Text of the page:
Bowdoin Marches for Science

Two busloads of Bowdoin staff, students, and faculty headed to the Saturday morning March for Science in Portland, Maine, joining the many thousands of people who marched in defense of science in the US and around the world.

The Bowdoin group was organized by Professor of Physics Madeleine Msall, Sustainability Outreach Coordinator Bethany Taylor, Emily Ruby ’19 and Zoe Wood ’18. Students and professors from across the sciences and humanities came out for the event.

Hadley Horch, associate professor of biology and neuroscience, said she decided to march because she wants society to be data driven. “We should gather as many facts as we can about a problem and use what we know to solve problems and make policy. And that, to me, should not be a political issue,” she said.

A Slice of Bowdoin College Life: The Annual Housing Lottery

Each spring, rising sophomores, juniors, and seniors enter the lottery process to pick their ideal living situation for the following year. Roughly 90 percent of students live on campus, and the options for residential housing are fairly broad.

Groups of twos, threes, fours, fives — and sometimes more (a couple of groups might try to get adjacent suites, for instance) — each receive a lottery number. This indicates in what order they can choose their space. Some favorite locations are Stowe Hall (lots of sophomores, centrally located, big windows) and Coles Tower (as close to the experience of living in an apartment as you can get in the middle of campus, great views). Some students also opt for single rooms.

“The lottery process was carefully designed by students and administrators to allocate housing as fairly as possible,” according to Residential Life, which oversees the process. If students don’t get their top pick, they can regroup and try for a different location or friend configuration.

New Zealand to Tahiti: Spiro ’18 and Wu ‘18 are Sailing Through the Semester. No, Really.

Jacquelyn Wu ’18 (left) and Carina Spiro ’18

Math and physics major Carina Spiro ‘18 and Jacquelyn Wu ’18, a math major, are sailing the South Pacific Ocean in an effort to address and better understand some of the most pressing global questions related to the marine environment.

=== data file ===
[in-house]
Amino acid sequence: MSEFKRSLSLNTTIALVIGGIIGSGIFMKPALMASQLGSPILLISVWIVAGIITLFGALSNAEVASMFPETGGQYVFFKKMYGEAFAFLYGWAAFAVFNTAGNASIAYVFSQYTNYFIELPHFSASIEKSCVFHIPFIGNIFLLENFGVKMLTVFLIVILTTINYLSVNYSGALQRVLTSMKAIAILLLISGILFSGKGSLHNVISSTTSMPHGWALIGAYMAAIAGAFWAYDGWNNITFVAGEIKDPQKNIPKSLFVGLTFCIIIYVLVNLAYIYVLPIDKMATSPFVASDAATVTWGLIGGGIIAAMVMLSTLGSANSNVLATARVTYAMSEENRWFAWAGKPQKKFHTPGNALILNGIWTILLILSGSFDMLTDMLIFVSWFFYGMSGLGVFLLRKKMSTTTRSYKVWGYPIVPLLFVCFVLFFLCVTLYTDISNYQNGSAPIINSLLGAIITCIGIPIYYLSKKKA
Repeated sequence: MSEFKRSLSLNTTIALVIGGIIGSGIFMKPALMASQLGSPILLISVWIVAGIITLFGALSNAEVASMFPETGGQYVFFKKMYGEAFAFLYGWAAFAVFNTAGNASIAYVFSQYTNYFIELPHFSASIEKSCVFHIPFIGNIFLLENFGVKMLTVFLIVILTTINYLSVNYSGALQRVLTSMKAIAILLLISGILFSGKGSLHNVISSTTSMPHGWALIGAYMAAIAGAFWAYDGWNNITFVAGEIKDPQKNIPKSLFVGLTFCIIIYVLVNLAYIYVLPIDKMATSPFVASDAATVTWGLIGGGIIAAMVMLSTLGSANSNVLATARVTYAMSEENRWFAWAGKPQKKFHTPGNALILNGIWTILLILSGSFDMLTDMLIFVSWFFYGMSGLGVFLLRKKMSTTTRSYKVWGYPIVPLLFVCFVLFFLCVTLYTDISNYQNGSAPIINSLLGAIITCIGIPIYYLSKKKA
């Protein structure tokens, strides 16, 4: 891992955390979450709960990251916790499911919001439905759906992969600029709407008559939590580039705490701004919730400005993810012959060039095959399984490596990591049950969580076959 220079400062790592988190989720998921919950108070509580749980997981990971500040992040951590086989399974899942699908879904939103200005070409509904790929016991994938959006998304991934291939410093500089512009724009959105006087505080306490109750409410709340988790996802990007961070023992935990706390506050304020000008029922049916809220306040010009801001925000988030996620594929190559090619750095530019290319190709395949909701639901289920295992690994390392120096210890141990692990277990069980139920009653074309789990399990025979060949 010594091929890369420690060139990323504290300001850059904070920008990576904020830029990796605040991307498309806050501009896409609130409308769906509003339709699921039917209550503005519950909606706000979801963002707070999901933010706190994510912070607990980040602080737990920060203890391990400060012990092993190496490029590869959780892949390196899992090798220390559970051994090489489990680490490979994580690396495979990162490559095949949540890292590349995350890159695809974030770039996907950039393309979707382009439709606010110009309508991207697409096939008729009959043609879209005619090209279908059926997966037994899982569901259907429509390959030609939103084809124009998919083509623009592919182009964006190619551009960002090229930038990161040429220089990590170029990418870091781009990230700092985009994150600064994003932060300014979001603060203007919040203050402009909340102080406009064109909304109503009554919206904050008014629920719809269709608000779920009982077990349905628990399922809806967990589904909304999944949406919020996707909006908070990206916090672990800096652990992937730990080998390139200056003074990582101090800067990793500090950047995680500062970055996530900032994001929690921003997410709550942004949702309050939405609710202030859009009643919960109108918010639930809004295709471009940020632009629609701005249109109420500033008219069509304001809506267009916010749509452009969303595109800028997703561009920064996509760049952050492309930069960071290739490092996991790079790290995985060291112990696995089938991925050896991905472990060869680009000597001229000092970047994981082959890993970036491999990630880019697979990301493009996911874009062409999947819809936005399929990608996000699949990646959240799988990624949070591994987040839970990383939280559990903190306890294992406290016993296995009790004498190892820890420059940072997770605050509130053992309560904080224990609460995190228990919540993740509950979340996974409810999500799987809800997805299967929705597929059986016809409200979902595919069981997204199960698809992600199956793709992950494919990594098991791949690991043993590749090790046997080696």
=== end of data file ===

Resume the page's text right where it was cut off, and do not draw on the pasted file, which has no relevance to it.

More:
Through SEA Semester: Ocean Exploration, a study abroad program offered by Sea Education Association (SEA), Spiro and Wu, together with other students with a variety of academic interests, are conducting guided field research projects during a voyage from New Zealand to Tahiti. Read more about it in Bowdoin News.

Students Answer ‘What Is Love?’ Query

Clip of photo by Sam Hoegle ’17

In one of the pieces hanging in a new student-curated art show in Smith Union, two middle-aged people lean over a cake and a diminutive white-haired woman, helping to blow out three numbered candles, 1-0-1.

In the accompanying text, photographer Samantha Hoegle ’17 explains that the man in the photo is her father, the woman her aunt, and the small woman her 101-year-old grandmother. “101 years of caring for others and 101 years of loving life,” she writes. “In my book, it doesn’t get much better than that.”

The show “This Is Love” will be in the Blue Gallery through April 16, and is the inspiration of Sam Halpert ’20. Read the story in Bowdoin News.

Alternative Spring Break Students Reflect on Far-Flung Visits

Students on the “Education in a Developing Country” Alternative Spring Break Trip to Guatemala City

Almost three weeks after returning from their Alternative Spring Break trips, student participants on all six trips came together recently to tell one another stories about their experiences and to share their reflections.

This annual McKeen Center event, called Perspectives, purposefully takes place some time after the students have returned from their community-immersion trips. The lapsed time gives them a chance to dwell on and analyze their time away from campus.

Alternative Spring Break is a McKeen Center program for students who want to do something productive and enlightening during their March vacation. During the first week of break, the accepted students join a small group of peers and head off to a city (or country) to learn about a specific social issue or a marginalized community. The trips are all designed, organized, and led by two student leaders, who pitch their ideas to the McKeen Center a year before and then prepare for their trip months in advance. Read more about this year’s trips in Bowdoin News.